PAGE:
Coal Age

OCT 2018

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Page 8 of 51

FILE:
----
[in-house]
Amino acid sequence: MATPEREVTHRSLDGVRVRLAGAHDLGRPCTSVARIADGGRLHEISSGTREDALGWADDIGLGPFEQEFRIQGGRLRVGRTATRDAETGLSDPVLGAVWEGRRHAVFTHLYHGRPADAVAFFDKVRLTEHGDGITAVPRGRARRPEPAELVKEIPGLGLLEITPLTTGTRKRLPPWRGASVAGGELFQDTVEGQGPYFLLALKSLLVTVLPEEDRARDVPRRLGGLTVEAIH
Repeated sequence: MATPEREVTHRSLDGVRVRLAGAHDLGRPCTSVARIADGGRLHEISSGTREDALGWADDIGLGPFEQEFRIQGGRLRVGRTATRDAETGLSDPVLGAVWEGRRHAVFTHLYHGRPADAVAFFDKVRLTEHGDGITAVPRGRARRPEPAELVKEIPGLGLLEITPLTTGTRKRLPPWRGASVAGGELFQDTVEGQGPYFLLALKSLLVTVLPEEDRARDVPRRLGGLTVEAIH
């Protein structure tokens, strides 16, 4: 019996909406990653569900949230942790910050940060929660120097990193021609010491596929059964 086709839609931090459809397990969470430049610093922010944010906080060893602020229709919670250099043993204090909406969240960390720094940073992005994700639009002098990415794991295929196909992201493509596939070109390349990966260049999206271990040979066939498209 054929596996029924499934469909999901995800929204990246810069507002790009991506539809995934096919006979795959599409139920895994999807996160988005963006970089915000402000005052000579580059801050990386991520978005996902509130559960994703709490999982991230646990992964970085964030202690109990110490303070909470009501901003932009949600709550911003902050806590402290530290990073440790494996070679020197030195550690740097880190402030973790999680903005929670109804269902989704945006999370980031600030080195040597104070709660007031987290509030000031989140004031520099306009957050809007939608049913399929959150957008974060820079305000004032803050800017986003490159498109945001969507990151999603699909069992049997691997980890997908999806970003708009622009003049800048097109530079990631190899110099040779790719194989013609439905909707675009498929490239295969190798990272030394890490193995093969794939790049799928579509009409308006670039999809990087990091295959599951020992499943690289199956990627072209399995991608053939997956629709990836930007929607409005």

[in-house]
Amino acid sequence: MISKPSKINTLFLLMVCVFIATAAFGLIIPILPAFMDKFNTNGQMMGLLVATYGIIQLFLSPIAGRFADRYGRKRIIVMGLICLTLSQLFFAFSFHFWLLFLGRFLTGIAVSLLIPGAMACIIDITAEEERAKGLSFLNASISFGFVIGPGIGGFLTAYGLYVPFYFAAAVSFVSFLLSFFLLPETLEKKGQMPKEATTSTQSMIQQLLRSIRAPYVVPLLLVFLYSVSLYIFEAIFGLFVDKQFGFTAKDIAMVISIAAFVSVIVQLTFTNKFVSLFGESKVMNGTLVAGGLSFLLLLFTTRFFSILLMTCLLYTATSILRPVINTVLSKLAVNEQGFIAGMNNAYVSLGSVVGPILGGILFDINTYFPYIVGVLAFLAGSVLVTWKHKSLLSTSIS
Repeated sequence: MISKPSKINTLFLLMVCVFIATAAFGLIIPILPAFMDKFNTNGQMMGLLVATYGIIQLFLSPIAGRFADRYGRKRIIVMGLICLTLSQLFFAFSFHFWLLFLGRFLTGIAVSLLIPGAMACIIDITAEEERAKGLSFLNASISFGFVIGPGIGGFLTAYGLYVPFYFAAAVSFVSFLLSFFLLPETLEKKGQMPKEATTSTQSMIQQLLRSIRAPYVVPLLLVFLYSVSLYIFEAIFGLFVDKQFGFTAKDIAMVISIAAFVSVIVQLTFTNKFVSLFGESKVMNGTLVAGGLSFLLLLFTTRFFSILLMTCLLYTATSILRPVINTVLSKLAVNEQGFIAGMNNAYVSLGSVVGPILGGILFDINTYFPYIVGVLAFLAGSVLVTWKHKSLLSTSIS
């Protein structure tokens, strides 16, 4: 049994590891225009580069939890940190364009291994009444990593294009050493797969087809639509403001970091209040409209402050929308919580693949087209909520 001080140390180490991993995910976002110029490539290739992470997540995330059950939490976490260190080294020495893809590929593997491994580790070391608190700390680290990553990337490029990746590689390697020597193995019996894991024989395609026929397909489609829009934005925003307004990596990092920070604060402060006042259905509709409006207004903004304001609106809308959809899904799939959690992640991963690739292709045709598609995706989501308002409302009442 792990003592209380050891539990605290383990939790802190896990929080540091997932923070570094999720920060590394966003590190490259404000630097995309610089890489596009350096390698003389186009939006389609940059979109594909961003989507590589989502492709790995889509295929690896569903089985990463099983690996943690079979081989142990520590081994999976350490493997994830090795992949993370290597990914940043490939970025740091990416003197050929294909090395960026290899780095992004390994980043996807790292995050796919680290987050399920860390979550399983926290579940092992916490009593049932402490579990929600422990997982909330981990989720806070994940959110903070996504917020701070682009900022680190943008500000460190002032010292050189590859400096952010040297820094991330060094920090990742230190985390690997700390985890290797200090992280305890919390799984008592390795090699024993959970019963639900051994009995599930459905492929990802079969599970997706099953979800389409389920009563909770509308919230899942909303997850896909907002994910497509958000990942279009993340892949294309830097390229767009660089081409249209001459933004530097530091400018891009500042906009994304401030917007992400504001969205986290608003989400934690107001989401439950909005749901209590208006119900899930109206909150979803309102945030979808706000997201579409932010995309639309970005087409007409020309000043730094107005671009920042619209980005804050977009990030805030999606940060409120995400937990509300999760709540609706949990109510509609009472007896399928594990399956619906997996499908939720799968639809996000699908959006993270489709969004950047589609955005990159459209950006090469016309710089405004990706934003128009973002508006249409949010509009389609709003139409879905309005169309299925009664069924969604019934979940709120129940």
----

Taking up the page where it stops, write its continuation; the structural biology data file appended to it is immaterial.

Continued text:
October 2018 7 news continued Such a move, FES said, would save it approximately $20 million in 2018 and $14.5 million in 2019 as it attempts to reorganize its debts. But Judge Alan Koschik denied the request on October 2 in a single-sentence ruling on court's website, although he did not give a reason for his decision. Under the sales agreement, FES purchases coal to operate its 2,490-megawatt (MW ) Bruce Mansfield power plant near Ship- pingport, Pennsylvania, and its 1,490-MW W.H. Sammis plant near Stratton, Ohio. FES recently announced plans to retire both Mans- field and Sammis by June 2021 and June 2022, respectively, unless the President Donald Trump administration provides financial incentives to help keep coal plants operating. The Mansfield and Sammis contracts are scheduled to expire at the end of 2028. Ohio-based Murray, the largest privately owned coal com- pany in the United States, supplies Northern Appalachian coal to the plants and has lobbied in support of their continued operation. However, PJM Interconnection, a regional grid operator based in Pennsylvania, determined in early October that closing Mansfield and Sammis in a few years would not adversely impact reliability in the region. According to FES, the Murray agreement provides for mini- mum volume requirements "that cause the coal sales agreement to be burdensome for the debtors." Because of a fire at Mansfield in January and the subsequent non-availability of Mansfield Units 1 and 2, "the volume of coal required to operate the Bruce Mansfield plant has decreased sig- nificantly," FES said. Instead of 6.5 million tons, FES only needs about 2.5 million tons of coal in 2018 and expects to require about 3.6 million tons in 2019 to keep Mansfield and Sammis running. Moreover, there was a 110-day coal stockpile at Mansfield when FES filed its bankruptcy petition. Murray declined to comment on the court ruling while a FES spokeswoman said the company is evaluating its options. They no doubt include appealing Koschik's ruling to a higher court. In late 2013, Murray purchased five longwall mines in West Virginia from Consolidation Coal Co. and subsequently renamed all of them. FES received federal bankruptcy court approval in June to re- ject a 1.5-million-tpy coal supply agreement with Contura Coal related to the Sammis plant. Paringa Signs Second Coal Supply Contract for New Poplar Grove Mine Australia's Paringa Resources Ltd. now has steam coal commit- ments for more than 5.4 million tons from its new Poplar Grove underground mine in McLean County, Kentucky, after signing an agreement in early October with Ohio Valley Electric Corp. (OVEC), whose Indiana-Kentucky Electric Corp. subsidiary operates the 1,303-megawatt Clifty Creek power plant near Madison, Indiana, and 1,086-megawatt Kyger Creek power plant near Cheshire, Ohio. The 650,000-ton contract with OVEC is set to run from 2019 to 2020. Paringa announced the new deal to its shareholders in Aus- tralia, with Todd Hannigan, the company's interim CEO, saying Paringa now has coal supply agreements with "two high-quality customers, providing an excellent platform to expand our sales base when we shortly commence production." CIL subsidiaries have pointed out to the government op- posing coal mining by private miners that labor costs constitutes about 55% of cost of production of government coal compared to about 25% in case of coal currently mined by private steel and power companies for captive consumption. It was expected that most future private miners would bench- mark their cost of production and labor costs to existing captive coal miners and with such lower costs, compete aggressively with CIL, which in the long term, have crippling financial impact on the latter, government companies have stated. South32 Finalizes Purchase of 50% Interest in Eagle Downs in Australia South32 Ltd. has completed the acquisition of a 50% interest in the Eagle Downs metallurgical coal project in Queensland's Bowen Basin. South32 has also assumed operatorship with the other 50% interest in the project held by Aquila Resources Pty Ltd. (Aquila), a subsidiary of BaoWu. The consideration comprises an upfront payment of ap- proximately US$106 million, a deferred payment of US$27 million due three years after completion, and a coal price linked produc- tion royalty that will also be payable and is capped at US$80 million. The upfront payment has been funded from the group's cash reserves. "The acquisition of Eagle Downs embeds another attractive development option within our growing portfolio, with the upfront payment representing a minor premium to the historical infra- structure spend reflecting our move to operating control," said South32 Chief Executive Officer Graham Kerr. "We are pleased to be able to further strengthen our long-standing relation- ship with BaoWu and look forward to working with Aquila to commence the final feasibility study to optimize the mine design and development." Subject to the feasibility study, South32 and Aquila plan to construct a multiseam underground longwall metallurgical coal mine and processing plant with a dedicated rail spur and train loadout facility. Eagle Downs is a large, high-quality and fully permitted metallurgical coal development project located approximately 25 kilometers southeast of Moranbah. The project was placed under care and maintenance in late 2015 having benefitted from initial investment that delivered site infrastructure, in- cluding water supply and high-voltage systems, office buildings and water and sediment dams. Dual 2-km drifts are also approx- imately 40% complete. Turkey Transfers Operating Rights to Private Companies In an effort to reduce the country's reliance on energy imports, Tur- key's Energy Minister Fatih Donmez has transferred the operating rights of seven high-potential coalfields to private companies, Reuters reported. Once a darling of foreign investors, Turkey's en- ergy sector, which relies almost entirely on imports, has been hit by a sharp decline in the lira. The currency has lost nearly 40% of its value this year, sparking worries over its impact on the wider economy and the banking sector. State pipeline operator Botas raised prices for natural gas used in electricity production by 50% in August. Natural gas and Continued from p. 6... Continued on p. 8...